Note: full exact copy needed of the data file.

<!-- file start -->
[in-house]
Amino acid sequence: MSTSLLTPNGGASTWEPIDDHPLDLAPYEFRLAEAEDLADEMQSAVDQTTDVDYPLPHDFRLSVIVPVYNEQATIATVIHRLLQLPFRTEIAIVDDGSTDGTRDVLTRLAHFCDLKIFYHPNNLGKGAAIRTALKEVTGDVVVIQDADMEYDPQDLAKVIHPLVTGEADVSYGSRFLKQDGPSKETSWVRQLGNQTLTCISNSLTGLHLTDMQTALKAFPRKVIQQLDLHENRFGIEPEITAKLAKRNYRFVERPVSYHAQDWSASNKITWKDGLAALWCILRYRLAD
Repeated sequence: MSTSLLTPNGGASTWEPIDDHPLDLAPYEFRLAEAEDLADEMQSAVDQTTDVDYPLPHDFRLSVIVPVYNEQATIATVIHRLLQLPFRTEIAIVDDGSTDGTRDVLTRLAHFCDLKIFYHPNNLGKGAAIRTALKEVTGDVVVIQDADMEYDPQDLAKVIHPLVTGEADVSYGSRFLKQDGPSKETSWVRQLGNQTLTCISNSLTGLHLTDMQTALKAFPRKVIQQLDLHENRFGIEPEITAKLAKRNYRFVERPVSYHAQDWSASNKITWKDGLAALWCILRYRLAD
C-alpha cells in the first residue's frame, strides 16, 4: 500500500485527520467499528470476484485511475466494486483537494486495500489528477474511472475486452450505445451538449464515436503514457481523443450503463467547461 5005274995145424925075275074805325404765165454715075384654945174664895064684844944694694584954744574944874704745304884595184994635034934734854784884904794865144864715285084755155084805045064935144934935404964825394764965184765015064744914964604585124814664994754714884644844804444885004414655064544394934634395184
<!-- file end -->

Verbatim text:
[in-house]
Amino acid sequence: MSTSLLTPNGGASTWEPIDDHPLDLAPYEFRLAEAEDLADEMQSAVDQTTDVDYPLPHDFRLSVIVPVYNEQATIATVIHRLLQLPFRTEIAIVDDGSTDGTRDVLTRLAHFCDLKIFYHPNNLGKGAAIRTALKEVTGDVVVIQDADMEYDPQDLAKVIHPLVTGEADVSYGSRFLKQDGPSKETSWVRQLGNQTLTCISNSLTGLHLTDMQTALKAFPRKVIQQLDLHENRFGIEPEITAKLAKRNYRFVERPVSYHAQDWSASNKITWKDGLAALWCILRYRLAD
Repeated sequence: MSTSLLTPNGGASTWEPIDDHPLDLAPYEFRLAEAEDLADEMQSAVDQTTDVDYPLPHDFRLSVIVPVYNEQATIATVIHRLLQLPFRTEIAIVDDGSTDGTRDVLTRLAHFCDLKIFYHPNNLGKGAAIRTALKEVTGDVVVIQDADMEYDPQDLAKVIHPLVTGEADVSYGSRFLKQDGPSKETSWVRQLGNQTLTCISNSLTGLHLTDMQTALKAFPRKVIQQLDLHENRFGIEPEITAKLAKRNYRFVERPVSYHAQDWSASNKITWKDGLAALWCILRYRLAD
C-alpha cells in the first residue's frame, strides 16, 4: 500500500485527520467499528470476484485511475466494486483537494486495500489528477474511472475486452450505445451538449464515436503514457481523443450503463467547461 5005274995145424925075275074805325404765165454715075384654945174664895064684844944694694584954744574944874704745304884595184994635034934734854784884904794865144864715285084755155084805045064935144934935404964825394764965184765015064744914964604585124814664994754714884644844804444885004414655064544394934634395184